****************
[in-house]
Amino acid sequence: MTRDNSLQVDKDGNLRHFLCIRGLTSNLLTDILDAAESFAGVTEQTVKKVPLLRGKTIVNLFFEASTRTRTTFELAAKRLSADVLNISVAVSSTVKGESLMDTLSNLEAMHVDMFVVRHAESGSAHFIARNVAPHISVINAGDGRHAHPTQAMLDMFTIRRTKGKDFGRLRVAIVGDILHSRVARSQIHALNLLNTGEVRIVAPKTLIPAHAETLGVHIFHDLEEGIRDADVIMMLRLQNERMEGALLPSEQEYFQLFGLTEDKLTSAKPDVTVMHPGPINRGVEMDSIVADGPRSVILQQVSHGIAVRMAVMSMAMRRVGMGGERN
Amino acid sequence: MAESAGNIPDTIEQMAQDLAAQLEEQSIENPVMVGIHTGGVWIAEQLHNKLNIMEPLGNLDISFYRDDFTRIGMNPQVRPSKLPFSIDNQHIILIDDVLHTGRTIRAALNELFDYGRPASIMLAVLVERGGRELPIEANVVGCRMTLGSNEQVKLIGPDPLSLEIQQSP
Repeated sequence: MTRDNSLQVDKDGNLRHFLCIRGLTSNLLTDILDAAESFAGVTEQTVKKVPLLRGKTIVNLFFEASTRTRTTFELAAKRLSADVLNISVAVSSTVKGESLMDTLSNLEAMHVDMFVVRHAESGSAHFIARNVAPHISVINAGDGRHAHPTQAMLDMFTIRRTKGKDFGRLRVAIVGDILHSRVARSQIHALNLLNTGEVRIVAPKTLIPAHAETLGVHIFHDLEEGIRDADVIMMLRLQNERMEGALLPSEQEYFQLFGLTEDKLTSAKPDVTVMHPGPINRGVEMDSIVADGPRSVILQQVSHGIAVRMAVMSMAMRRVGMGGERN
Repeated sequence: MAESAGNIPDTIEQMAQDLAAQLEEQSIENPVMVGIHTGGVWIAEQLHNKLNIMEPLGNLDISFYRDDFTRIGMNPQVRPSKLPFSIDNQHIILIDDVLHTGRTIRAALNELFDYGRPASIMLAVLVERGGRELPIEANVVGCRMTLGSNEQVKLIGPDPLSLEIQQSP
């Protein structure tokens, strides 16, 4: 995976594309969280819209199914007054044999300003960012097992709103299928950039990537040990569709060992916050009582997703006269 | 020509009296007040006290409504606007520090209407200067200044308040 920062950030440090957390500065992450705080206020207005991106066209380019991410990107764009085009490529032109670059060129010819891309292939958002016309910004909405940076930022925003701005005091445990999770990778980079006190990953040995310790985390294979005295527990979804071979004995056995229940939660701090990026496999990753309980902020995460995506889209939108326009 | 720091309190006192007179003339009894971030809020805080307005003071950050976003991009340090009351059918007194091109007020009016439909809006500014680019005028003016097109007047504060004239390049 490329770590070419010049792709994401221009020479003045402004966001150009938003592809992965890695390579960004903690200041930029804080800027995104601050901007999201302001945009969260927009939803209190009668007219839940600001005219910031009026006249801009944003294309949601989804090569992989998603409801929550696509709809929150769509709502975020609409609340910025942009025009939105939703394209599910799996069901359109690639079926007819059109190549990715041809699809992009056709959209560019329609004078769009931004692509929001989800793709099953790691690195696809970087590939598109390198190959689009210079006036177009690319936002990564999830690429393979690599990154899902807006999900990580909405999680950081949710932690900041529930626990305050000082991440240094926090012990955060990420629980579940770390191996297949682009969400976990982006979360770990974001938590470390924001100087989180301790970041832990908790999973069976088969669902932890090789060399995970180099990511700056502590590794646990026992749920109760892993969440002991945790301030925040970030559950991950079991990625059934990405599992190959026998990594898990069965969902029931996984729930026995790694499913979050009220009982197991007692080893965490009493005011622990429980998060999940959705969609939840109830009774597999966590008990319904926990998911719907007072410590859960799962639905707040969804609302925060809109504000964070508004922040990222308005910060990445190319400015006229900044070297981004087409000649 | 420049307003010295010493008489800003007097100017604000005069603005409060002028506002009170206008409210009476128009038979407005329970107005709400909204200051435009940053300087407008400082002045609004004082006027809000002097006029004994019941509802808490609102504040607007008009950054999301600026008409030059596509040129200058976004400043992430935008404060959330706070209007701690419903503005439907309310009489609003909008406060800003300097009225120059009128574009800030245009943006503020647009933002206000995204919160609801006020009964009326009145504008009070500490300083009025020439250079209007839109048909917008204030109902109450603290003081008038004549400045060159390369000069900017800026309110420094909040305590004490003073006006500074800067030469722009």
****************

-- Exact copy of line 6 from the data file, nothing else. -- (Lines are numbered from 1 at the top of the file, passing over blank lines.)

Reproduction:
């Protein structure tokens, strides 16, 4: 995976594309969280819209199914007054044999300003960012097992709103299928950039990537040990569709060992916050009582997703006269 | 020509009296007040006290409504606007520090209407200067200044308040 920062950030440090957390500065992450705080206020207005991106066209380019991410990107764009085009490529032109670059060129010819891309292939958002016309910004909405940076930022925003701005005091445990999770990778980079006190990953040995310790985390294979005295527990979804071979004995056995229940939660701090990026496999990753309980902020995460995506889209939108326009 | 720091309190006192007179003339009894971030809020805080307005003071950050976003991009340090009351059918007194091109007020009016439909809006500014680019005028003016097109007047504060004239390049 490329770590070419010049792709994401221009020479003045402004966001150009938003592809992965890695390579960004903690200041930029804080800027995104601050901007999201302001945009969260927009939803209190009668007219839940600001005219910031009026006249801009944003294309949601989804090569992989998603409801929550696509709809929150769509709502975020609409609340910025942009025009939105939703394209599910799996069901359109690639079926007819059109190549990715041809699809992009056709959209560019329609004078769009931004692509929001989800793709099953790691690195696809970087590939598109390198190959689009210079006036177009690319936002990564999830690429393979690599990154899902807006999900990580909405999680950081949710932690900041529930626990305050000082991440240094926090012990955060990420629980579940770390191996297949682009969400976990982006979360770990974001938590470390924001100087989180301790970041832990908790999973069976088969669902932890090789060399995970180099990511700056502590590794646990026992749920109760892993969440002991945790301030925040970030559950991950079991990625059934990405599992190959026998990594898990069965969902029931996984729930026995790694499913979050009220009982197991007692080893965490009493005011622990429980998060999940959705969609939840109830009774597999966590008990319904926990998911719907007072410590859960799962639905707040969804609302925060809109504000964070508004922040990222308005910060990445190319400015006229900044070297981004087409000649 | 420049307003010295010493008489800003007097100017604000005069603005409060002028506002009170206008409210009476128009038979407005329970107005709400909204200051435009940053300087407008400082002045609004004082006027809000002097006029004994019941509802808490609102504040607007008009950054999301600026008409030059596509040129200058976004400043992430935008404060959330706070209007701690419903503005439907309310009489609003909008406060800003300097009225120059009128574009800030245009943006503020647009933002206000995204919160609801006020009964009326009145504008009070500490300083009025020439250079209007839109048909917008204030109902109450603290003081008038004549400045060159390369000069900017800026309110420094909040305590004490003073006006500074800067030469722009």